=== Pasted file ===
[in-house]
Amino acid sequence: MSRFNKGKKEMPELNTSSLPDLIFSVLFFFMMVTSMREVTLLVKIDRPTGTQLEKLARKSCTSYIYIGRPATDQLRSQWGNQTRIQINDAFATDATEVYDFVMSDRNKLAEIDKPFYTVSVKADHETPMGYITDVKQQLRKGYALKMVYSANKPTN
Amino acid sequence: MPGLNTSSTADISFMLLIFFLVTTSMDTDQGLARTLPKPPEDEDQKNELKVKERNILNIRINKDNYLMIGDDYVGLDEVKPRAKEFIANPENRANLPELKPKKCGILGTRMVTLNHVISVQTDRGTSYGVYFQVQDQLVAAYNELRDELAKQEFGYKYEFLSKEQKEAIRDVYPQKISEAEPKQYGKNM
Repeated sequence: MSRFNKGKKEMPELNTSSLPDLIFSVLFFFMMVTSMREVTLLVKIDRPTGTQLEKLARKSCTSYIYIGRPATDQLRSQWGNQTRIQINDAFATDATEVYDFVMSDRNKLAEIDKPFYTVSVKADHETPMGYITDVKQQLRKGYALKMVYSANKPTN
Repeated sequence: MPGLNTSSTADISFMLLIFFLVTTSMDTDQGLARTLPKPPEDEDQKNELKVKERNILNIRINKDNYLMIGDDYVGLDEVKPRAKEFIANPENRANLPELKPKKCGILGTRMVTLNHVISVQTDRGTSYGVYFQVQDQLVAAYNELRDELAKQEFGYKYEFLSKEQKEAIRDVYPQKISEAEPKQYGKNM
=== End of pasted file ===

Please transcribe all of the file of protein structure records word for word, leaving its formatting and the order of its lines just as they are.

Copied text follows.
[in-house]
Amino acid sequence: MSRFNKGKKEMPELNTSSLPDLIFSVLFFFMMVTSMREVTLLVKIDRPTGTQLEKLARKSCTSYIYIGRPATDQLRSQWGNQTRIQINDAFATDATEVYDFVMSDRNKLAEIDKPFYTVSVKADHETPMGYITDVKQQLRKGYALKMVYSANKPTN
Amino acid sequence: MPGLNTSSTADISFMLLIFFLVTTSMDTDQGLARTLPKPPEDEDQKNELKVKERNILNIRINKDNYLMIGDDYVGLDEVKPRAKEFIANPENRANLPELKPKKCGILGTRMVTLNHVISVQTDRGTSYGVYFQVQDQLVAAYNELRDELAKQEFGYKYEFLSKEQKEAIRDVYPQKISEAEPKQYGKNM
Repeated sequence: MSRFNKGKKEMPELNTSSLPDLIFSVLFFFMMVTSMREVTLLVKIDRPTGTQLEKLARKSCTSYIYIGRPATDQLRSQWGNQTRIQINDAFATDATEVYDFVMSDRNKLAEIDKPFYTVSVKADHETPMGYITDVKQQLRKGYALKMVYSANKPTN
Repeated sequence: MPGLNTSSTADISFMLLIFFLVTTSMDTDQGLARTLPKPPEDEDQKNELKVKERNILNIRINKDNYLMIGDDYVGLDEVKPRAKEFIANPENRANLPELKPKKCGILGTRMVTLNHVISVQTDRGTSYGVYFQVQDQLVAAYNELRDELAKQEFGYKYEFLSKEQKEAIRDVYPQKISEAEPKQYGKNM